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My First Time: The Yarn Shop

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My First Time: The Yarn Shop

(In which I continue the reminiscences that began here.)

At nineteen years old, I stood at the door of a yarn shop for the first time.

I was alone. I had put on my best hat and coat and my good shoes. It was a short walk to the shop from my room in Lowell House; but to work up my nerve I walked around the block three more times. I asked myself whether I truly wanted to keep knitting. I asked myself whether I really ought to spend any money on a new hobby. I rehearsed what I would say, after a stealthy look around.

Then, at last, I grabbed the handle of the shop door and pulled. Nothing.

The windows were dark. Were they closed?

I pulled again, harder. Still nothing.

So I threw all my weight into it–grunting–whereupon the door shot open and I bolted forward with the grace of a seagull being sucked into a jet engine.

It was dark in there, like a mausoleum. Can it really have been as dark as that? It seemed so. For a moment the whole room spun around–a cyclone of hanks and samples–and then the spinning stopped.

I was in the middle of the shop.

There was a wooden table, with two people seated at it. And a counter, over there, with a person standing behind it. They were all looking at me. It was dead silent.

The shop wasn’t dusty. There were no cobwebs on the ceiling or dead beetles underfoot. Yet I had the strong feeling of having stumbled into a forgotten, forbidden place. Everything had a sense of permanence, of timelessness. The people at the table might have been there since the shop had opened. They might have been there, for that matter, since the nineteenth century, or at least the nineteen-fifties.

All the yarn was the color of mud, the color of stone, or the color of moss.

“Yes?” said the person behind the counter.

Why can’t I remember faces? Nobody in this memory is a complete person, with a nose and hair and clothes. Instead I see them all as shapes, dark shapes, looming.

The shapes at the table were still looking at me.

Clearly, I needed to respond to the shape behind the counter, so I said, “Cough cough hi um yes hi um I um I am learning to knit, I mean I need to learn to knit, please, so cough cough I learned a little bit but I want to learn more, so um please…”. Then my voice dried up.

“Yes?” said the counter shape.

“So um, cough cough my um friend who was teaching me, she said come here and ask about classes and, um, yarn.”

“Well, what do you want to knit?”

My blood was rushing in my ears so that I could barely hear my own voice. I imagined running out the door and pretending none of this had happened. Nobody would ever know.

I said I’d done a simple scarf, but I wanted to knit–well, everything. Anything. Mittens. A sweater? I would certainly like to make a sweater. Certainly, some day, a sweater.

“Sweaters are difficult,” said the counter shape.

“Do you think I could learn?” I said.

“Perhaps,” said the counter shape.

The table shapes quivered briefly, like fallen leaves on the lawn.

I remembered to ask about classes. I said,

“Should I take a class? Do you have classes?”

“Well,” said counter shape. “We do have classes. But we don’t really have classes for you.”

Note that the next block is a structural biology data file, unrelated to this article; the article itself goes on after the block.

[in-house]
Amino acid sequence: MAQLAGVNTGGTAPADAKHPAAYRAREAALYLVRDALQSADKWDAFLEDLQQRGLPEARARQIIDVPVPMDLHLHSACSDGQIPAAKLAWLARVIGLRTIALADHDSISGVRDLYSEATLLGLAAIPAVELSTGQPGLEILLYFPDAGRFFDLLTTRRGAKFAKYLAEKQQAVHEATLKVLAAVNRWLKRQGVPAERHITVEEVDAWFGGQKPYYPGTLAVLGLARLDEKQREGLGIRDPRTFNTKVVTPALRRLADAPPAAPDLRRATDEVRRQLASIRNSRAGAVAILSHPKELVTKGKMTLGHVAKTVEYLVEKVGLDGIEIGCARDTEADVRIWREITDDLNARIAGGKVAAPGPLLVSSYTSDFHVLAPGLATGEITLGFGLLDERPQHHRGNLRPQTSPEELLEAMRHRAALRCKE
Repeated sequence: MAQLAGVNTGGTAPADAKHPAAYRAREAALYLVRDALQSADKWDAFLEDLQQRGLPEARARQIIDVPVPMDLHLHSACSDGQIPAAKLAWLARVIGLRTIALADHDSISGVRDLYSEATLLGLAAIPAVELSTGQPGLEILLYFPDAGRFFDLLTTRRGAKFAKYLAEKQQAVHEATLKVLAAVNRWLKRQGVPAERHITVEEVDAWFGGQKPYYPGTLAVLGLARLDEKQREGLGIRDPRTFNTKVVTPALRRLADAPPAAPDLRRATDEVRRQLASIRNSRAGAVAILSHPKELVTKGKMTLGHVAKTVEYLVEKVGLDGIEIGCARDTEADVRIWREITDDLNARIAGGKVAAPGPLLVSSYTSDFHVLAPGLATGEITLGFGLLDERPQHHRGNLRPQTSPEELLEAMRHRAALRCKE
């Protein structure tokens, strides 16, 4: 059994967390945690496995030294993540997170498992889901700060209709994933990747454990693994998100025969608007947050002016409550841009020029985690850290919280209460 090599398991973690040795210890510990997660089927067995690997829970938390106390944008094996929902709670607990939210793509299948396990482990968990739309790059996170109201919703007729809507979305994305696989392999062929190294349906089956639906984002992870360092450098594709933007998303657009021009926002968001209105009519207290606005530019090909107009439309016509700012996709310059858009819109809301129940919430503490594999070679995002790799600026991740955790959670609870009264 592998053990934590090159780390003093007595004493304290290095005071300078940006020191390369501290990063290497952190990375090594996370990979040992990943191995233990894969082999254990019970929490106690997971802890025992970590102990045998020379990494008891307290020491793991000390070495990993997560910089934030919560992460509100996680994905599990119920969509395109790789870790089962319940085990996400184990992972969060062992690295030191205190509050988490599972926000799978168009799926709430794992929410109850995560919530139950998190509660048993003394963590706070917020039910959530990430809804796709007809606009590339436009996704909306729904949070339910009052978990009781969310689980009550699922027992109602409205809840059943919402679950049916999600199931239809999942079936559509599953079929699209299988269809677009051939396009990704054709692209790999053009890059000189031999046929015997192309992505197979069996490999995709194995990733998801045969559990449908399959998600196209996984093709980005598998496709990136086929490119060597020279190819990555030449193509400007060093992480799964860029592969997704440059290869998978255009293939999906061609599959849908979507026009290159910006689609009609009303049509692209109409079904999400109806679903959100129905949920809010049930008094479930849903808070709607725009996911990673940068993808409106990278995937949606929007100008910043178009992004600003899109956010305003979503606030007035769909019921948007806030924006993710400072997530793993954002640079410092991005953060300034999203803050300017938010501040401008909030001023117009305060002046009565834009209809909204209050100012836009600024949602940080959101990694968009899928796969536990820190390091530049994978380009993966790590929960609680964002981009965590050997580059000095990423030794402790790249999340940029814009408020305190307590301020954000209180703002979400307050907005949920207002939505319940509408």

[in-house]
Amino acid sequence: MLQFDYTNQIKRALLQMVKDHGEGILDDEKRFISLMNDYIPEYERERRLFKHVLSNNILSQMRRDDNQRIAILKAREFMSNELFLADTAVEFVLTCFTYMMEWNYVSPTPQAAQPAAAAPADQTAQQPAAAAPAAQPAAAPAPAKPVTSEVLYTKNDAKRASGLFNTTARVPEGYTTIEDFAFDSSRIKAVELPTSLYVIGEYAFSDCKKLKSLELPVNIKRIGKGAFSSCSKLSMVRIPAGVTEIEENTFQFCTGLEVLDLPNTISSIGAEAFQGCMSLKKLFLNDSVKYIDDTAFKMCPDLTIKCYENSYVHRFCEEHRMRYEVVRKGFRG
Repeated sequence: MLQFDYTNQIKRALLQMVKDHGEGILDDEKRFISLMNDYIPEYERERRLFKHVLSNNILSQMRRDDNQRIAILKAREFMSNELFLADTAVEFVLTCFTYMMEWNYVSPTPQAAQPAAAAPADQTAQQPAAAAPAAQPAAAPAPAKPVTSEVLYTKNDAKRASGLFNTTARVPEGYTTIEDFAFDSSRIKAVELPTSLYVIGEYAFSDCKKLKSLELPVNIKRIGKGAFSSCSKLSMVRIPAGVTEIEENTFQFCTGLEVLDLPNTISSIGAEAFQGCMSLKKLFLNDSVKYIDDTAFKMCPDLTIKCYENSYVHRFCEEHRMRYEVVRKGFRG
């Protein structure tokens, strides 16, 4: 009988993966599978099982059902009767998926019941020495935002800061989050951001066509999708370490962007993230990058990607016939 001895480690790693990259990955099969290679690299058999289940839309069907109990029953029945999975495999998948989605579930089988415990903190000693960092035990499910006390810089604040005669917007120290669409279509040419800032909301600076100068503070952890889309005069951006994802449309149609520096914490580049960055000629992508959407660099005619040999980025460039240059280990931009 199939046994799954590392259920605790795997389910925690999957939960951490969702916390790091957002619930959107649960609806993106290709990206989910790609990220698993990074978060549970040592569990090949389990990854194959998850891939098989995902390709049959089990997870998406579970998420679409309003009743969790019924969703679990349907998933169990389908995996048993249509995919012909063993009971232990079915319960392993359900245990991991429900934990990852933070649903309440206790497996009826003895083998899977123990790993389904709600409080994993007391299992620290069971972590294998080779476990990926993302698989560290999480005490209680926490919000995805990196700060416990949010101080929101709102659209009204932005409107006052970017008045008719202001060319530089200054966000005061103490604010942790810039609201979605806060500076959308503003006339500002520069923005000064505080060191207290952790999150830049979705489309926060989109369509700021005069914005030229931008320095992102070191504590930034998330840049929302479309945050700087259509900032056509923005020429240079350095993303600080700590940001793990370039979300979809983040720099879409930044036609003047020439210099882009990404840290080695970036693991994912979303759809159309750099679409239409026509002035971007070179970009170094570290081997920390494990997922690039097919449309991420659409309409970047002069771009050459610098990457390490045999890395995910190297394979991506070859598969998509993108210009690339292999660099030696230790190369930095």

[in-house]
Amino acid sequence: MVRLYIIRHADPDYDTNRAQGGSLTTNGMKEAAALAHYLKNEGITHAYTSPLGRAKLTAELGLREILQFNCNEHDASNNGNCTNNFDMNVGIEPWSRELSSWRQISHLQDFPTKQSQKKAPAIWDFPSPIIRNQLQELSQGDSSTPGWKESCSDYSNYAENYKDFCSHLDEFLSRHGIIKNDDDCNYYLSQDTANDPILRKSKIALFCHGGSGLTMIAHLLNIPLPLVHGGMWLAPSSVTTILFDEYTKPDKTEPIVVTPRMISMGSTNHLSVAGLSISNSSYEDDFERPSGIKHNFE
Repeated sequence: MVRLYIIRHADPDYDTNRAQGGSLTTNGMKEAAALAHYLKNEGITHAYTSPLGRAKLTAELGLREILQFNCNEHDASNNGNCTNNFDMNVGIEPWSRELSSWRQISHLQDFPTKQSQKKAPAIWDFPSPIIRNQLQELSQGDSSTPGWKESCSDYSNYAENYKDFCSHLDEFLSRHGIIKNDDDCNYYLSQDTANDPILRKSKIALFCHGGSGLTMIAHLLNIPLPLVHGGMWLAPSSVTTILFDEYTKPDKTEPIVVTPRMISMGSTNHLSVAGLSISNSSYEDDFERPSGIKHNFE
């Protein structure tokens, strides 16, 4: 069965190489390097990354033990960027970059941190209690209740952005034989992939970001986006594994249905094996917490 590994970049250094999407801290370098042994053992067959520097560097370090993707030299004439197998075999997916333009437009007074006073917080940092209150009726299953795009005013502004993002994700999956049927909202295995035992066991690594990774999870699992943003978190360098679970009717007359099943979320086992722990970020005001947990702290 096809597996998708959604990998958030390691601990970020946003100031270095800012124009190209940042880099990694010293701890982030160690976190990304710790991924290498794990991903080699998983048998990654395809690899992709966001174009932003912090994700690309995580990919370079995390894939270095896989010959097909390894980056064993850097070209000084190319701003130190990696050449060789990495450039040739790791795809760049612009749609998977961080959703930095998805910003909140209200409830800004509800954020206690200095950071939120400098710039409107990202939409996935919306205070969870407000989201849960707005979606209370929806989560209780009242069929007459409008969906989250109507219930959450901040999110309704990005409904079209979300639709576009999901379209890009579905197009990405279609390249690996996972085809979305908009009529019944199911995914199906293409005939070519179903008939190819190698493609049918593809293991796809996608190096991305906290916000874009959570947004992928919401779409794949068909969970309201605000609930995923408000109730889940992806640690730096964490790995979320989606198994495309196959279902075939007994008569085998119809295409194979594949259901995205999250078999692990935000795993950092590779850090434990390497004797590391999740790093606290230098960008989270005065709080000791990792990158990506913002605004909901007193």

I blinked. She blinked.

“Could I…can you learn from a book?”

“Perhaps,” said the counter shape.

“Do you have books?”

“Yes,” said the counter shape.

This meaningful dialogue seems in my memory to have gone on for hours. But it could not have been more than five minutes before I was  pushing (hard) on the door to get back into the daylight and the open air. I had a bag, and in the bag were skeins of worsted weight blue wool, expensive enough to eat half my student aide paycheck for the week. I had a circular needle, suggested by the counter shape, which I now know to have been of a gauge wildly inappropriate for the yarn.

And there was a book on the basics of how to knit–pastel cover, large, floppy, and at first glance utterly impenetrable.

Walking home a few words from the book flashed in my brain. Pick up and knit.  

Pick up? Pick up what? What did that mean? How? Why couldn’t I have taken a class? Why had I wasted all this money?

Clearly, I was never going to understand this book.

But that’s a story for next time.

Meanwhile, where did you first buy yarn? Do you remember?



Stay tuned for the next piece in April!


franklin habit

Writer, illustrator, and photographer Franklin Habit is the author of I Dream of Yarn: A Knit and Crochet Coloring Book (Soho Publishing, 2016) and It Itches: A Stash of Knitting Cartoons (Interweave Press, 2008) and proprietor of The Panopticon, one of the most popular knitting blogs on Internet. His publishing experience in the fiber world includes contributions to Vogue Knitting, Yarn Market News, Interweave Knits, Interweave Crochet, PieceWork, Ply Magazine, Cast On: A Podcast for Knitters, Twist Collective, and Knitty.com.

He travels constantly to teach knitters at shops and guilds across the country and internationally; and has been a popular member of the faculties of such festivals as Vogue Knitting Live!, Stitches Events, Squam Arts Workshops, and the Madrona Fiber Arts Winter Retreat.

These days, Franklin knits and spins in Chicago, Illinois, sharing a small city apartment with a Schacht spinning wheel, two looms, and colony of sock yarn that multiplies alarmingly whenever his back is turned.